This can be a superb way to reach an audience that could use your services, but might not have the budget to hire you.

You probably have a lot of unused or old designs and illustrations that you can upcycle into different templates, or just publish as they are for others to use them. 

Here are some websites where you can upload your digital products:

To really turn this into a solid income stream, you do need to put some time into research. Browse through the websites we have listed, see what’s trending, and what are bestsellers – those are all products that have high demand, and that people want to buy.

Print-On-Demand (POD) sites

Bring your designs to life – just upload your artwork and these POD sites can print them on mugs, wall print, bags, notebooks. They then ship them on your behalf, handle returns, customer support, sales – and you get a percentage from the sales from each item sold with your work on it.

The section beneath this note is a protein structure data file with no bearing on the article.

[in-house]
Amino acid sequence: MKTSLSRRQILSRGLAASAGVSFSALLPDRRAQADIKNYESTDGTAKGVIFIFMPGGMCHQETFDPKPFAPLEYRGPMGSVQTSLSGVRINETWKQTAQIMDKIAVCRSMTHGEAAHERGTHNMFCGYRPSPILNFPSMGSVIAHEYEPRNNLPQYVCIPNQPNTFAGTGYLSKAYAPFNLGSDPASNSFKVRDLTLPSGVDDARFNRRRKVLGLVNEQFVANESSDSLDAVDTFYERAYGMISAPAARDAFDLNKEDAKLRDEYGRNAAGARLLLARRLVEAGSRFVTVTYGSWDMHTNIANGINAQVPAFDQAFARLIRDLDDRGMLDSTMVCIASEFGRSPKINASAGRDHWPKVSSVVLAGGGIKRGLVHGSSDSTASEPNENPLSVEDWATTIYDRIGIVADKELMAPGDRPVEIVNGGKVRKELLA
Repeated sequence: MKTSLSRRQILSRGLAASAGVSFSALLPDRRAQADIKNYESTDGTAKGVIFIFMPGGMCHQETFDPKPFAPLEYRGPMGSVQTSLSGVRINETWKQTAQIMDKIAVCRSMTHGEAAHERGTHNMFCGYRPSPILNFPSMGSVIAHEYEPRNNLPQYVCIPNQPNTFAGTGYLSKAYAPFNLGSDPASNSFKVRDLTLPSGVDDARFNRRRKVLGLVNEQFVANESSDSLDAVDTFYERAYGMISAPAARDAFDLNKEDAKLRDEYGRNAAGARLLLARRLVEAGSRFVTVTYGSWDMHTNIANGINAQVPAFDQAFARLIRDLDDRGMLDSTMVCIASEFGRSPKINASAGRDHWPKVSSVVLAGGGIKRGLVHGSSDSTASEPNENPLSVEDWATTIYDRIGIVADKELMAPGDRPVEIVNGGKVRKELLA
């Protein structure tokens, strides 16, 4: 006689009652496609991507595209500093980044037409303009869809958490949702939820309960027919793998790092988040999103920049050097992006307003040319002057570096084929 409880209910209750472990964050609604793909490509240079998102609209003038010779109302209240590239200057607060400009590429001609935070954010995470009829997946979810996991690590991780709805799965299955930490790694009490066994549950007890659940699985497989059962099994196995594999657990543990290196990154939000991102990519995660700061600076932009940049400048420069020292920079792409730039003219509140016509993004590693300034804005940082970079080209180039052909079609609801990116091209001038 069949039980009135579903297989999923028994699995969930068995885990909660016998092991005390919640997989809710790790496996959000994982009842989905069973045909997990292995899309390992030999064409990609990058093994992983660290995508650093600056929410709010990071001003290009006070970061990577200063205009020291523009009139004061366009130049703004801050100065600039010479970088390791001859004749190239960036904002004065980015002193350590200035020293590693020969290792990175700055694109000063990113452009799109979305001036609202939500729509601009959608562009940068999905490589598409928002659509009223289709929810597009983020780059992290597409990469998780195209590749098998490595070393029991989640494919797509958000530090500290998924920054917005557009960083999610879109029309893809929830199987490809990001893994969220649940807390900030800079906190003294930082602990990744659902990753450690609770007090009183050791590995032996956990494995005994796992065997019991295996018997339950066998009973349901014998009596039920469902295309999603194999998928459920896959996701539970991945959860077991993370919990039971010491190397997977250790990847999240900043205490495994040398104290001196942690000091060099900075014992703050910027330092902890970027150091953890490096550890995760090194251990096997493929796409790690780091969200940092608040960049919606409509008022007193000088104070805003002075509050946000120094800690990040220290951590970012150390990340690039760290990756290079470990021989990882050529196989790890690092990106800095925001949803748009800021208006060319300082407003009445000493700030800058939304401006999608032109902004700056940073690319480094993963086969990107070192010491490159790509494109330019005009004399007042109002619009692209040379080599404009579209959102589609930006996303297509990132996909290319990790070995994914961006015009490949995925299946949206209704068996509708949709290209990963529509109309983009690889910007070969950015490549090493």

POD sites sound like an easy-to-build passive income stream, but there are a couple of challenges with them that you should be aware of:

  1. They are very competitive, some of them have thousands of artists submitting their work each day. So it can be hard to stand out and get noticed. That’s why usually they require quite a lot of work to build a following and, consequently, your sales.
  2. They are not the most lucrative income stream unless you are selling in high quantity. This of course depends on the POD site you choose, but you will need to have consistent sales in order to get a noticeable income from it.

This is not to discourage you from getting started – just to give you a heads up that you need to have a proper strategy, otherwise, you might end up wasting time without seeing results.

Here are a few sites that our community have had success with:

Licensing your artwork